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Mol Cell. 2006 Oct 6;24(1):1-11.

Rheostat control of gene expression by metabolites.

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  • Gene Expression Unit and Structural and Computational Biology Unit, European Molecular Biology Laboratory, Meyerhofstrasse 1, 69117 Heidelberg, Germany. ladurner@embl.de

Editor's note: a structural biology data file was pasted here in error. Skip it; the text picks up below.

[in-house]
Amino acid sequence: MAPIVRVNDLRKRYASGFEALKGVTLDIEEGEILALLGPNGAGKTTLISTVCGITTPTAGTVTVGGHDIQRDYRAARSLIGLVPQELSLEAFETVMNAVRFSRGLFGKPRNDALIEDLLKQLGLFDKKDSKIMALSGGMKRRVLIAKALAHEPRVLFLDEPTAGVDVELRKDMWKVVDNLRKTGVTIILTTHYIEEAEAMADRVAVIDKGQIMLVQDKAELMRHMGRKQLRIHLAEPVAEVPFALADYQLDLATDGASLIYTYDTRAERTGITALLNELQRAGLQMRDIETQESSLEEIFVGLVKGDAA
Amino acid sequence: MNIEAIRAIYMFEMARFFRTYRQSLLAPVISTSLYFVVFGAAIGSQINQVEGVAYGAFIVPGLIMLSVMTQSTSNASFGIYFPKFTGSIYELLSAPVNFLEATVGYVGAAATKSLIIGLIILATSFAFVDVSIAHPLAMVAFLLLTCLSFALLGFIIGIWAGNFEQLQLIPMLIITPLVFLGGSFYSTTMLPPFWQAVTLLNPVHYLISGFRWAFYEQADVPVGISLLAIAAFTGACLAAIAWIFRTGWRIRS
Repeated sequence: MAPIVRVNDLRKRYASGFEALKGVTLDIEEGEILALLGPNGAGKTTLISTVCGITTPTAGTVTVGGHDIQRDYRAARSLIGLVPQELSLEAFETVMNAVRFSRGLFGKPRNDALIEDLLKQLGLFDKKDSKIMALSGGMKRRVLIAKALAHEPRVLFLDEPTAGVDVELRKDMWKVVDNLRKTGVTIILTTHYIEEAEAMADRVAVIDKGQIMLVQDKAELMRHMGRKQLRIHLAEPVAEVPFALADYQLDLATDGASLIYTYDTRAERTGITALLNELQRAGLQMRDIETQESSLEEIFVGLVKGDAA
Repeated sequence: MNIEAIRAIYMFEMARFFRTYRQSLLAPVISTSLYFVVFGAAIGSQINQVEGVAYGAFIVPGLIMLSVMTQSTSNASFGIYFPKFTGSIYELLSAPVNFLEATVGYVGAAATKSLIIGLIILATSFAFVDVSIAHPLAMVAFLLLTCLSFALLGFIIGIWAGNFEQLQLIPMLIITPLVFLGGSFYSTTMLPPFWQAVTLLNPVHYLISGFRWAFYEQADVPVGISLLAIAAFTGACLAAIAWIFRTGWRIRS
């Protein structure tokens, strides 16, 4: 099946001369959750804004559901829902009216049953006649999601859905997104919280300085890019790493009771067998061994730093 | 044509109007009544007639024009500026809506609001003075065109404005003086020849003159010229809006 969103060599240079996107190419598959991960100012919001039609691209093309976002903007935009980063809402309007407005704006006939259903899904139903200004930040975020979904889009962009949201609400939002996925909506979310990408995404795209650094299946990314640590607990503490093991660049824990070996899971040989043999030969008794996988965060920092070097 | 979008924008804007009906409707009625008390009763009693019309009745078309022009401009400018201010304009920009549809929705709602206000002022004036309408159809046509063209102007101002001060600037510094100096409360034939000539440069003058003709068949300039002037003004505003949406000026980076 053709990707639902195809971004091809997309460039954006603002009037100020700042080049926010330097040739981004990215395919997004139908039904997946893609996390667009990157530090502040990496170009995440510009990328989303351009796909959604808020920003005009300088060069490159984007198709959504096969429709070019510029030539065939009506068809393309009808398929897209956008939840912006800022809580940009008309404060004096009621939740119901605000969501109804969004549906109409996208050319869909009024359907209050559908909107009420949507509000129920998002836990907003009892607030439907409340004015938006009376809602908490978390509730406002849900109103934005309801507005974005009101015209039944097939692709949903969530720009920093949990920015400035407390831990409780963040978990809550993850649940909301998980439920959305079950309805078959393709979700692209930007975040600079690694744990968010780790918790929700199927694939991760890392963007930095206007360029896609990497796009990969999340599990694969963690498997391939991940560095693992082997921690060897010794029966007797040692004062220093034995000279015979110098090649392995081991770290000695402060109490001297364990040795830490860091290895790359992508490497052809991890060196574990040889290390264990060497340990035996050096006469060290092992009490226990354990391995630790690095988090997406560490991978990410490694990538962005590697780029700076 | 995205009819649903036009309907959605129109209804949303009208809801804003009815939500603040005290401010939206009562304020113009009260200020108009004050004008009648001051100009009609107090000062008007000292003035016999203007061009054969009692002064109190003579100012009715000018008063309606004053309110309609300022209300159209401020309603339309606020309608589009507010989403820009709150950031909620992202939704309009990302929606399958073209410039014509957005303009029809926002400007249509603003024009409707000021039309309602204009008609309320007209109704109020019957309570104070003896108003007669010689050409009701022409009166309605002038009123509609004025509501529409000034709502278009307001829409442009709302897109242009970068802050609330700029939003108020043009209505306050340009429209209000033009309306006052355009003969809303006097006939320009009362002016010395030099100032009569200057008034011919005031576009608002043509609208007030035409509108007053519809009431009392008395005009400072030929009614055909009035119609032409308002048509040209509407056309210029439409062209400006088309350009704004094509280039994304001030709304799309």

Organisms adapt to changes in environmental conditions by altering gene expression. Such homeostatic control is apparent in metabolism, where biosynthetic metabolites play a role in regulatory feedback loops. Increasing evidence shows that small-molecule metabolites also shape the structure of chromatin and directly regulate the transcription and translation processes. These endogenous metabolites bind specialized histones, are used as substrates by chromatin-modifying enzymes, regulate the activity of transcriptional corepressors, and even modulate the structure of RNA itself. In doing so, they act as dynamic rheostats that fine-tune the activity of hard-wired gene circuits. Metabolites emerge as key effectors in tweaking gene expression.

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